This is a requested post. I was asked: Could you give me some tips on how to choose knitting patterns when you are busty? And, dear reader, this is the result.
First, let’s go through some pointers:
This is not a post about knitting plus-size garments. People can wear all sorts of sizes and be busty. This post will deal with people who wear D-cups and above, regardless of size.
This is not a post about modifying patterns. There are tonnes of workshops, books and articles out there. Google is your friend.
This is not a post about how to make yourself look slimmer or whatever. I’m a big fan of making peace with our own bodies because our bodies are amazing & carry us through life.
I am not here for body-shaming, and any comments about ‘real bodies’ or ‘real women’ will be moderated. Seriously, don’t be a jerk.
Knitting garments when busty can be quite an adventure. With high-street shops you can try on garments before committing to them, but unless you happen to have access to a LYS with a sample in your size, deciding to knit a garment can feel like taking a risk. You are committing a lot of time and money to something you do not know will suit you. Pattern photos are often no help as garments tend to be modelled by people falling into the A to C-cup territory, so you are left going through Ravelry project pages hoping to find someone with your body shape. But that Ravelry quest requires someone to have taken that risk for you.
Hi, I’m Karie and I’m a knitwear designer. I used to be one of those knitters who’d spend days going through Ravelry project pages and social media before deciding to knit a garment. I’m also someone whose full bust measurement is two sizes larger than the rest of my body, so I have decades of experiences trying to navigate fit and sizing. I’ve developed some strategies for choosing knitted garments and I hope these tips will be useful.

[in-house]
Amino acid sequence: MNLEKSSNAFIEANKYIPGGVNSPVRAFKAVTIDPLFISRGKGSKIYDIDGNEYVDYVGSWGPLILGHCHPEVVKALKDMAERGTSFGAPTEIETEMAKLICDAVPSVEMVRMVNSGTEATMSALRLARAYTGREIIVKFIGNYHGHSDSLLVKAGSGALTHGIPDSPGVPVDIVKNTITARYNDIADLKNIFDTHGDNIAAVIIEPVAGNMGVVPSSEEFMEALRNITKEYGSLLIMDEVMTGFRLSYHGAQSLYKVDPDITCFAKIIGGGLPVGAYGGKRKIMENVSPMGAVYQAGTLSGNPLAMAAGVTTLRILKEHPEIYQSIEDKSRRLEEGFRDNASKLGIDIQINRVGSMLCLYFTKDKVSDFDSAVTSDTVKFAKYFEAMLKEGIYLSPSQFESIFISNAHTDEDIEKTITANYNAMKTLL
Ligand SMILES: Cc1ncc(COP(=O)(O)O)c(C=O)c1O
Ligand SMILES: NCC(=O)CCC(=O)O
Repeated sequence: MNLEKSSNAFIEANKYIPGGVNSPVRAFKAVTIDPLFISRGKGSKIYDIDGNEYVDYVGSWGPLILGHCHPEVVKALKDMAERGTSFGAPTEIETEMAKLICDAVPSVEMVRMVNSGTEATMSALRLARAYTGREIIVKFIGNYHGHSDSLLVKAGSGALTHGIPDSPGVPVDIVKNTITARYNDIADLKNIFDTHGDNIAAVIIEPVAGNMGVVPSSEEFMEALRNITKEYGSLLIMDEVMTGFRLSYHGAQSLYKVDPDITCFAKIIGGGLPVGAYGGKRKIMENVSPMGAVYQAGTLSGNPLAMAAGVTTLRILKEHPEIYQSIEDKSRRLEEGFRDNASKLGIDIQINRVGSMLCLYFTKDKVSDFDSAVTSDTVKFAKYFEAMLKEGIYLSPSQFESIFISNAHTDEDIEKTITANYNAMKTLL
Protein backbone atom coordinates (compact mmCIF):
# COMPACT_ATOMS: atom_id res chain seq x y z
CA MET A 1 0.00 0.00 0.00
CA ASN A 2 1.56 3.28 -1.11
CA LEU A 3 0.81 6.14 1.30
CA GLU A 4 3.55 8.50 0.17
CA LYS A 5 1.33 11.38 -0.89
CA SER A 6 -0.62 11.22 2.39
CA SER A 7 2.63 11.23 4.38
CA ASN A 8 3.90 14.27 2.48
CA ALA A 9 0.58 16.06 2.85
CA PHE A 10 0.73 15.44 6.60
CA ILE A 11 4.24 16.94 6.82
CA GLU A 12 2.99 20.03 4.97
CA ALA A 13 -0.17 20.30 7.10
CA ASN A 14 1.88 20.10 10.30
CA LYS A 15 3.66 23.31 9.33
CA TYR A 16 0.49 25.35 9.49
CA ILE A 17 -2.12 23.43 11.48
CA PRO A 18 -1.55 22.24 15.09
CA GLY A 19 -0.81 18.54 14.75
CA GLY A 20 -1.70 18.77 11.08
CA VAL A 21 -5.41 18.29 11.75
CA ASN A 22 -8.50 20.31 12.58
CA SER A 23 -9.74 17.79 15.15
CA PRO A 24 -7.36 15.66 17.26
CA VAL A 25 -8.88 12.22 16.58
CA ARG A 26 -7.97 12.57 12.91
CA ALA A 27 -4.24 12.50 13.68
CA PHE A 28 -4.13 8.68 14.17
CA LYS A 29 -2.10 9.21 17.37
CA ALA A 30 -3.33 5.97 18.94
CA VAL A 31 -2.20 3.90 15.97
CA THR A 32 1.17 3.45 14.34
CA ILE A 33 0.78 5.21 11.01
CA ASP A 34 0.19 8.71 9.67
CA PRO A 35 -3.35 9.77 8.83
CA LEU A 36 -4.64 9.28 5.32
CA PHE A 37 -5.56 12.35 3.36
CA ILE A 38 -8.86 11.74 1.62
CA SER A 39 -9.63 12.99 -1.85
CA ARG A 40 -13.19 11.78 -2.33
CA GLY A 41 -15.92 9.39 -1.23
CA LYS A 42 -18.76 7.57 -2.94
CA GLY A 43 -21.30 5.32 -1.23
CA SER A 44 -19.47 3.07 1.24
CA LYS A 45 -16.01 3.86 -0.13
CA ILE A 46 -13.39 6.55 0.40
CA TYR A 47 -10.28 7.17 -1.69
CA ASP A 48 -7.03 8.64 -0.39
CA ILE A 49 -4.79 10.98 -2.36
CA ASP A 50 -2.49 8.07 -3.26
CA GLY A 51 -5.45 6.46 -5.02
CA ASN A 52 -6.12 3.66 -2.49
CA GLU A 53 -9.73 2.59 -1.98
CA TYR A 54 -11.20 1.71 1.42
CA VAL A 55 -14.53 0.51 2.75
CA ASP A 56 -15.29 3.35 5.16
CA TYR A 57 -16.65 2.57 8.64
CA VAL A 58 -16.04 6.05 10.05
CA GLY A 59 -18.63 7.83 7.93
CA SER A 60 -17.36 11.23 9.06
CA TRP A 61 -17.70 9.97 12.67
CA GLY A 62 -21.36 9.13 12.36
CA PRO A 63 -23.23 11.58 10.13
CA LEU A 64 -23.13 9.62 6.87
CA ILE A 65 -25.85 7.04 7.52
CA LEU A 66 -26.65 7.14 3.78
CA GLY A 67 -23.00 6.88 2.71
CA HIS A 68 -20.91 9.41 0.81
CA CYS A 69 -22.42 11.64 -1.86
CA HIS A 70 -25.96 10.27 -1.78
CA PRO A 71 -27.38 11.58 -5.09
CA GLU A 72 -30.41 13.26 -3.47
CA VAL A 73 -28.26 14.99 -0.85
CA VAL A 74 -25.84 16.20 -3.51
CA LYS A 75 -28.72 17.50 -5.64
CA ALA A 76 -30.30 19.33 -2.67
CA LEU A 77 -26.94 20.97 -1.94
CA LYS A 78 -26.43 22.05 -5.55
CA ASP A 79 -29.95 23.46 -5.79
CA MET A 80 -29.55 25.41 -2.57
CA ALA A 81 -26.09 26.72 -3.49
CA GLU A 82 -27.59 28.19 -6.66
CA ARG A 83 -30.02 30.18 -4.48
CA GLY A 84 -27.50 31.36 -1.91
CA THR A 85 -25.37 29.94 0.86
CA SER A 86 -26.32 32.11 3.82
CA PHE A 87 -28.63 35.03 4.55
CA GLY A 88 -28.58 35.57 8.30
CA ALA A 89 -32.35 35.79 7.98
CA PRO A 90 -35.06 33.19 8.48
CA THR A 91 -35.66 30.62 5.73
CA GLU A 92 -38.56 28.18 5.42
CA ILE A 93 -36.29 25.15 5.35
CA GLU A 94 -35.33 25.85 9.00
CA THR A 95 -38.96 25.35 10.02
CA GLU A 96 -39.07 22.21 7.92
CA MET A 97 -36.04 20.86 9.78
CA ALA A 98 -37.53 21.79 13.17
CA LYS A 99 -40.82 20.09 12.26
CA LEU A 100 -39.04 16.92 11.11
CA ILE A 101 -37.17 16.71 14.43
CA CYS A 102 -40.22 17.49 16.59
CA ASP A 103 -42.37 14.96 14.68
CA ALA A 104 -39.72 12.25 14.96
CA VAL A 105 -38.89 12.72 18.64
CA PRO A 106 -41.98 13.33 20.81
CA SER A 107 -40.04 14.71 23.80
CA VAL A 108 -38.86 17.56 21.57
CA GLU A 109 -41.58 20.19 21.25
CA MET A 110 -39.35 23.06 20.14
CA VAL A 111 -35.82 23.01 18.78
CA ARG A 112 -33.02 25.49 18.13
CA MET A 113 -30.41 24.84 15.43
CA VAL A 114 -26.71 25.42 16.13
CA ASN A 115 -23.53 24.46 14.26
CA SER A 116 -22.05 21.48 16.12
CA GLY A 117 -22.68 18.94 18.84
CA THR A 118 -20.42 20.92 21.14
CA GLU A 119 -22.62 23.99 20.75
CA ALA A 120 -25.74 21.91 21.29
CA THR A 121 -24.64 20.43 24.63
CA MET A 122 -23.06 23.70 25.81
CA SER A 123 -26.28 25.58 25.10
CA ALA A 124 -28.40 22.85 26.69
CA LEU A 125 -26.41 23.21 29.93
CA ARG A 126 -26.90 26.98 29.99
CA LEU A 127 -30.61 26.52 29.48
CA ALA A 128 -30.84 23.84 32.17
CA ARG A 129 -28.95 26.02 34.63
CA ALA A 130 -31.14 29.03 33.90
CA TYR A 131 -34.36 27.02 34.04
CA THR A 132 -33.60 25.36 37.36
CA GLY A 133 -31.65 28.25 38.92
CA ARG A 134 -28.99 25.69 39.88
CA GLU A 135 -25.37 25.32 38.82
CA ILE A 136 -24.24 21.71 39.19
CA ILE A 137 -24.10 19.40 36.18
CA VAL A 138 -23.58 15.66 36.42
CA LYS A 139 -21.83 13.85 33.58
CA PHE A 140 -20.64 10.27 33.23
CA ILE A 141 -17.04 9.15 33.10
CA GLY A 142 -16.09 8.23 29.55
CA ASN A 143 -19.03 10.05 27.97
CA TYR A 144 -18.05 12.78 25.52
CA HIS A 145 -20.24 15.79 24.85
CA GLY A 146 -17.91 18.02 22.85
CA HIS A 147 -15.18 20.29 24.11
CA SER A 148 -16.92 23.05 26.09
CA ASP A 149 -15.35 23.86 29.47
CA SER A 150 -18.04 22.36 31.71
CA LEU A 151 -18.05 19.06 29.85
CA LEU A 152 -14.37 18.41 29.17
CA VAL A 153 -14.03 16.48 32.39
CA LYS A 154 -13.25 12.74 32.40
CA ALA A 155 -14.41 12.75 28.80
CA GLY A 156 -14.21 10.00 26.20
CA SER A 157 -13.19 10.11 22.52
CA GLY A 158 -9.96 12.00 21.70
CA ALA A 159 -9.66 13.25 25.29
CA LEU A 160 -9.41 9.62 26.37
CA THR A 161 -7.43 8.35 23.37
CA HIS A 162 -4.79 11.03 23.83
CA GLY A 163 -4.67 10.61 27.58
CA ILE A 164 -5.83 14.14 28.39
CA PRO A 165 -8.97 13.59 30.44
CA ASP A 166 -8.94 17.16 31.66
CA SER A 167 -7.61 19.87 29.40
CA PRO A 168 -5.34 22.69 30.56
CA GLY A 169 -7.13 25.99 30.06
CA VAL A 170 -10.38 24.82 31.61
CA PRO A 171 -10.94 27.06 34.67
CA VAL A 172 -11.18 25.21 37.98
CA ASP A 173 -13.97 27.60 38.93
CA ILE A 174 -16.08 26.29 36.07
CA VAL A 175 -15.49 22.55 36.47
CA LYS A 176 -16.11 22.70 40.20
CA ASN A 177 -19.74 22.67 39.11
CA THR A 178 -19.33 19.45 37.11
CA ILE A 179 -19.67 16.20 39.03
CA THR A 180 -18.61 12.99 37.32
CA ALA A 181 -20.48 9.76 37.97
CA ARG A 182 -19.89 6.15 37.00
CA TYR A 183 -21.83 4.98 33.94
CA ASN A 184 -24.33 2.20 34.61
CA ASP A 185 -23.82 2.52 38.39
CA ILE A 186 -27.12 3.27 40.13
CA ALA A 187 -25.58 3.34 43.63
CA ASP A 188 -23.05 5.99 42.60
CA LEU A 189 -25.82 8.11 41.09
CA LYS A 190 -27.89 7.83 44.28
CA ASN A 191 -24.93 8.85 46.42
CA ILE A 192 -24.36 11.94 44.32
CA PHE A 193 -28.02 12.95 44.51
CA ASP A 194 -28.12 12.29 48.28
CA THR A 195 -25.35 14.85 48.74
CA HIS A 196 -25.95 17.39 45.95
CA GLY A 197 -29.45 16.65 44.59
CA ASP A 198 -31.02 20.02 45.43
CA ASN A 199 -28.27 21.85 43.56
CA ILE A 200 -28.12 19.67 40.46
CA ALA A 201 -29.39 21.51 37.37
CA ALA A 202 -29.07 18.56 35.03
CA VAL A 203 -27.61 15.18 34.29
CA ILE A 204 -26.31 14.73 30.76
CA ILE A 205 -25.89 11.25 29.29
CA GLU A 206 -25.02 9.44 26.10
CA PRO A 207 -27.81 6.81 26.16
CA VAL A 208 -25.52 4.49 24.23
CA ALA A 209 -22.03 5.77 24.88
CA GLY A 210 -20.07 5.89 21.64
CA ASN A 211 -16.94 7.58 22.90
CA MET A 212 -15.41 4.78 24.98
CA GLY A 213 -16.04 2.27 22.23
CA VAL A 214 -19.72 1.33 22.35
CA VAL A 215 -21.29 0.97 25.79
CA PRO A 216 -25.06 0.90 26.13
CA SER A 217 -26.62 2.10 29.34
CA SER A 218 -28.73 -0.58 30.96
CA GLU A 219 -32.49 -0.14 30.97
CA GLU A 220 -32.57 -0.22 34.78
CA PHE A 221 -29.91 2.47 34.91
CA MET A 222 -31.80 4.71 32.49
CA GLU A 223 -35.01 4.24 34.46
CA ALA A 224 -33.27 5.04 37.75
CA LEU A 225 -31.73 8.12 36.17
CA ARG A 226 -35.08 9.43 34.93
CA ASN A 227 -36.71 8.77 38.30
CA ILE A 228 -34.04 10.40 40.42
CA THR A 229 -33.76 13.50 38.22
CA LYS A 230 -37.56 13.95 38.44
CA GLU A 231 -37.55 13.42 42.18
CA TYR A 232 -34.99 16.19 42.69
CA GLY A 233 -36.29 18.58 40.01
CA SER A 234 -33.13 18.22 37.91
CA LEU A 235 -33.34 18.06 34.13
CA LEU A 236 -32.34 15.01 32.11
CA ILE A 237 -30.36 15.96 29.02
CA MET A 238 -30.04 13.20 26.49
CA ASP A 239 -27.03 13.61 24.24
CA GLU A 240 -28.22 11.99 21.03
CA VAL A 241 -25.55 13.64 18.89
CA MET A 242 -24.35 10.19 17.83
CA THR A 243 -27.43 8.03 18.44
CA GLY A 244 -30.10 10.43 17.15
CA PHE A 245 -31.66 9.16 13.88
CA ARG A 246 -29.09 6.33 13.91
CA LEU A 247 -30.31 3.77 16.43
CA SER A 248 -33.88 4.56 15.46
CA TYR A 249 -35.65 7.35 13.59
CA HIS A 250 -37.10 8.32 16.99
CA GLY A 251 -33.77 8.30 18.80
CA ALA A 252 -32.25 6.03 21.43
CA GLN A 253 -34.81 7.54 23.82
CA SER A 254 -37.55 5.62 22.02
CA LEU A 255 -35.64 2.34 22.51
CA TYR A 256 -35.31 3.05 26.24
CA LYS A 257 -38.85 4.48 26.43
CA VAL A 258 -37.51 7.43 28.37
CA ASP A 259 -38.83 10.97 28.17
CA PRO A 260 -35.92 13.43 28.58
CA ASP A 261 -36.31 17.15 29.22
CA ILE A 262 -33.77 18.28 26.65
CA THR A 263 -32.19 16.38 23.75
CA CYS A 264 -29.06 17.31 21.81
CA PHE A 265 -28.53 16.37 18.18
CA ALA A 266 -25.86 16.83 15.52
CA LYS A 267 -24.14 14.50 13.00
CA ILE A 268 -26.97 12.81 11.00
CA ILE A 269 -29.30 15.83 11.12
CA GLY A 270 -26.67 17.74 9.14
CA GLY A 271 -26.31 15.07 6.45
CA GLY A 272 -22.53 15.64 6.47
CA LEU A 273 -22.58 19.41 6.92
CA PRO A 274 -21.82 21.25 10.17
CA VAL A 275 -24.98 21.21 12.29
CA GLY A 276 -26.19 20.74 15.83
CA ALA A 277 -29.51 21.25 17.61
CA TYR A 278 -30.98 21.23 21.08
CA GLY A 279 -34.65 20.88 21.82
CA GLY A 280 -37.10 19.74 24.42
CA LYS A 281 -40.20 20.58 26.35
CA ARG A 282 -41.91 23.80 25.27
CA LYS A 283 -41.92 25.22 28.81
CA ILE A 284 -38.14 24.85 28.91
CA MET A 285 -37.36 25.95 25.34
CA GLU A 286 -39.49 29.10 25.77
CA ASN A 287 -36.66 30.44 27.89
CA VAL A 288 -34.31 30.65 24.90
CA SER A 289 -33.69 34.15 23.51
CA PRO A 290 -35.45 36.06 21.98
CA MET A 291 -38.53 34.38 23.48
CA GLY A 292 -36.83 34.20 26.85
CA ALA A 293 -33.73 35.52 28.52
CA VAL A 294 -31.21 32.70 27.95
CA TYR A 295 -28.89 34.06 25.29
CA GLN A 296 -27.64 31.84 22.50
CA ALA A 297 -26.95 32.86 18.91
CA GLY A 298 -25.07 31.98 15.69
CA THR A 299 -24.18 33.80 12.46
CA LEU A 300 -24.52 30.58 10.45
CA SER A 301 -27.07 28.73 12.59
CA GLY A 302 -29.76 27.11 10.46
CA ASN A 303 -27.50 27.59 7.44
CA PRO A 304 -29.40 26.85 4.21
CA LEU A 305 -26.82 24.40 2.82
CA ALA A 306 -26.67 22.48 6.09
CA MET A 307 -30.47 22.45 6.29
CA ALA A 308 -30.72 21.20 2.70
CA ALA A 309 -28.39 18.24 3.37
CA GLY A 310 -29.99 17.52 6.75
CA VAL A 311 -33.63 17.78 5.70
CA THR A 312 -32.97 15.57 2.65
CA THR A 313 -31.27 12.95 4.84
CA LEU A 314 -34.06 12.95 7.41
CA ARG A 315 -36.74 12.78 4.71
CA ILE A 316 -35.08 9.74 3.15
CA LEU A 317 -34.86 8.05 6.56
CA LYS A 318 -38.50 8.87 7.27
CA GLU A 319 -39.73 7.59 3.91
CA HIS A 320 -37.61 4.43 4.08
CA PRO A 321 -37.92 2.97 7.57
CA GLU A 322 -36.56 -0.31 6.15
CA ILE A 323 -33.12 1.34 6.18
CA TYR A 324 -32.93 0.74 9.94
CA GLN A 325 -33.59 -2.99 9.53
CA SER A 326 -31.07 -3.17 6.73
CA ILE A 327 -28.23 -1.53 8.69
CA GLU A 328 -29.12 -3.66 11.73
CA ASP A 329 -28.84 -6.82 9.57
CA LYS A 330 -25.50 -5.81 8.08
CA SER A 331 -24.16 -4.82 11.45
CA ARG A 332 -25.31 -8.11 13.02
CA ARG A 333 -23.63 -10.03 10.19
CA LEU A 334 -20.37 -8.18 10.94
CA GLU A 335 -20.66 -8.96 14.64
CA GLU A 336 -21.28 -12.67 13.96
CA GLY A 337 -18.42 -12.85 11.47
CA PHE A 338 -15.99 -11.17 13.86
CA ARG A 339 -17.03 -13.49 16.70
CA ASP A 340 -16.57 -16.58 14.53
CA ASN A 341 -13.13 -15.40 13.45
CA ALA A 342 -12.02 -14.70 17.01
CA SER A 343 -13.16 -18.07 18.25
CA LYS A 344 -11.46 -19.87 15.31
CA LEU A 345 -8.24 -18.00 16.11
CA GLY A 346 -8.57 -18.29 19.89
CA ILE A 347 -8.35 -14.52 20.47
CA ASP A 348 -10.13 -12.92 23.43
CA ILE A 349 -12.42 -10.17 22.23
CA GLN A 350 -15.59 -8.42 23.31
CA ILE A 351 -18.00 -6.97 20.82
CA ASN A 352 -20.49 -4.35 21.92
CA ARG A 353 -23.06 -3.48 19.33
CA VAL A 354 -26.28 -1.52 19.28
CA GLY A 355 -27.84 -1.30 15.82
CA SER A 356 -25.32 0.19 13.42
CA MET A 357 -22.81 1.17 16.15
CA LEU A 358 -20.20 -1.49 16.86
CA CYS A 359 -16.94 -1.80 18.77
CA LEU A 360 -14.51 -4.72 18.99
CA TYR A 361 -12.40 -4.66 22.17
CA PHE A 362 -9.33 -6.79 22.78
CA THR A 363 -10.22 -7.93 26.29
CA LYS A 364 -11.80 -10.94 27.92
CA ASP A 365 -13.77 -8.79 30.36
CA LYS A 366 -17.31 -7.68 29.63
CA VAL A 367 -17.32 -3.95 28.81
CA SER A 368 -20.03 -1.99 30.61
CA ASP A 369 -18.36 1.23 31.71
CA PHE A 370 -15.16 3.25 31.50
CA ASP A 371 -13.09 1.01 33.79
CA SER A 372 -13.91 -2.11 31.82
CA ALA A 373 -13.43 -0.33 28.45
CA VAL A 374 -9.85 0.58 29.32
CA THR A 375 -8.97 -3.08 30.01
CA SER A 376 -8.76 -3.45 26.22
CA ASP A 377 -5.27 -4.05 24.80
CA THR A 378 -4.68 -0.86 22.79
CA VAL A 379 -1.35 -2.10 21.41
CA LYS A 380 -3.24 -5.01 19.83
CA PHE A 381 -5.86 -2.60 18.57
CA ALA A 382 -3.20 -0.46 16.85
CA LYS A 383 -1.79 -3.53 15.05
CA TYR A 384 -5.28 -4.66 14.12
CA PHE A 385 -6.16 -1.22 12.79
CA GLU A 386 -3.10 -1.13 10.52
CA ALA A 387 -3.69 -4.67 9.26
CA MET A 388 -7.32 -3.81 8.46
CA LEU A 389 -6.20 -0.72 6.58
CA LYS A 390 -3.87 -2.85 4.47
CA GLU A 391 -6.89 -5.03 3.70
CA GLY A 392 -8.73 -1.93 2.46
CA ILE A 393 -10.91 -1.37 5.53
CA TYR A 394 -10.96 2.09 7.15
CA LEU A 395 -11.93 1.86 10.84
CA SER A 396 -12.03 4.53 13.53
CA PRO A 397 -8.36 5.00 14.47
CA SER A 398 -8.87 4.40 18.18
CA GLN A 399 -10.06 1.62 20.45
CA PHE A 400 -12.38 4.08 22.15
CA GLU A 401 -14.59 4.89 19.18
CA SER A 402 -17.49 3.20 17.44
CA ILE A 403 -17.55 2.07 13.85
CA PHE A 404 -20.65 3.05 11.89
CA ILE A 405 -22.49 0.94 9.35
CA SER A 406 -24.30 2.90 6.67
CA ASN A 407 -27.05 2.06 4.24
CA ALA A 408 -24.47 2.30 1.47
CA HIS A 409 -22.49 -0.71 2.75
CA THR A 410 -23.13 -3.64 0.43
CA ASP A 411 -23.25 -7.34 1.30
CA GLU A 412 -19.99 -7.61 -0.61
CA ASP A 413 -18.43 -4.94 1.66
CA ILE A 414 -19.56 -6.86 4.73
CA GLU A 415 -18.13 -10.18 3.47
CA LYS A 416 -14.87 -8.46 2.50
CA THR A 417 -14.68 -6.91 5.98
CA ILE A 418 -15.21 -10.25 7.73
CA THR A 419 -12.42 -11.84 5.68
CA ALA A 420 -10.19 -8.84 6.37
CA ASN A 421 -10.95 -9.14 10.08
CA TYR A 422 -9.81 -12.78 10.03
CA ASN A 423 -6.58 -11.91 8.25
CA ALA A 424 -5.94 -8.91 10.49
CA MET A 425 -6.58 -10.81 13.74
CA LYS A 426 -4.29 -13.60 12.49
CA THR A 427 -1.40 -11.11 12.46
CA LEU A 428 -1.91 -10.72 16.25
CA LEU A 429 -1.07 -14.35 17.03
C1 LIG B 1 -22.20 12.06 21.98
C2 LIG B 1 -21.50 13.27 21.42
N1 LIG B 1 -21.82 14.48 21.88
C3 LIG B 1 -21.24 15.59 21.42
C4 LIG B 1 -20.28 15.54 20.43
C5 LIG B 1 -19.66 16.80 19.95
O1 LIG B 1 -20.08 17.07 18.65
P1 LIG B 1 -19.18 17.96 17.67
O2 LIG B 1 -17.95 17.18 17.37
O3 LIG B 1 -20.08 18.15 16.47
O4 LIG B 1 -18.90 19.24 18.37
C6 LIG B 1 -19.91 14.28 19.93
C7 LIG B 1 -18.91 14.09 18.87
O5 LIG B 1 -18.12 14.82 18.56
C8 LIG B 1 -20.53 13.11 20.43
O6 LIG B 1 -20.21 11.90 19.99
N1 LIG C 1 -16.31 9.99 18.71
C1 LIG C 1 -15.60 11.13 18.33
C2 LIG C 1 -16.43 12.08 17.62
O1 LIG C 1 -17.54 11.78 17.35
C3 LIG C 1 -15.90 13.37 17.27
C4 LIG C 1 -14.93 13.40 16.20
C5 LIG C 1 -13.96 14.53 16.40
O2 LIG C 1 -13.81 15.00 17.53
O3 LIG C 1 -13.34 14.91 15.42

1. Understand Your Wardrobe
A few years ago I wrote a series of blog posts on how to (slowly) build a handmade wardrobe. They were called Wear What You Make. I recommend you read them, because understanding what you wear and what you keep reaching for will make it easier to identify whether a garment will work for you. You may not be able to try on that gorgeous pullover you keep seeing on Instagram, but you will be able to assess whether it is a tried-and-true shape you already have in your wardrobe or maybe it has the same neckline as the pullover your Aunt Hester gave you and you never wear because oh god.
The second part deals with assessing your current wardrobe: throw your clothes on the bed; look at what you keep wearing; what do your wardrobe staples have in common; look at your accessories &c. It is a really good exercise and one that I urge you to do every few years. I wrote my blog post three years ago and my personal style has changed a lot.
The third part deals with figuring out what to make. You need to be honest with yourself about your lifestyle, whether your making matches what you wear, and what your preferred fit is. As busty individuals we know that the old adage of “One Size Fits All” is a big lie, so I cannot tell you what your preferred fit should be. Look at the clothes you love wearing: are they baggy? are they fitted? are they A-line? Do they have any shaping? Your previous choices should always guide you (though not rule you). Many people tell me "Oh, I don't think about fashion - I don't have the time nor the inclination" and I hear you on that. Everyday life can be so hectic that many of us just grab whatever we can afford and what more-or-less fits. However, I promise you that subconsciously you are drawn to similar things again and again, and that your wardrobe will reflect this.
Understanding what clothes you love to wear and identifying your personal style is a huge help.
2. Throw Out The Rule Books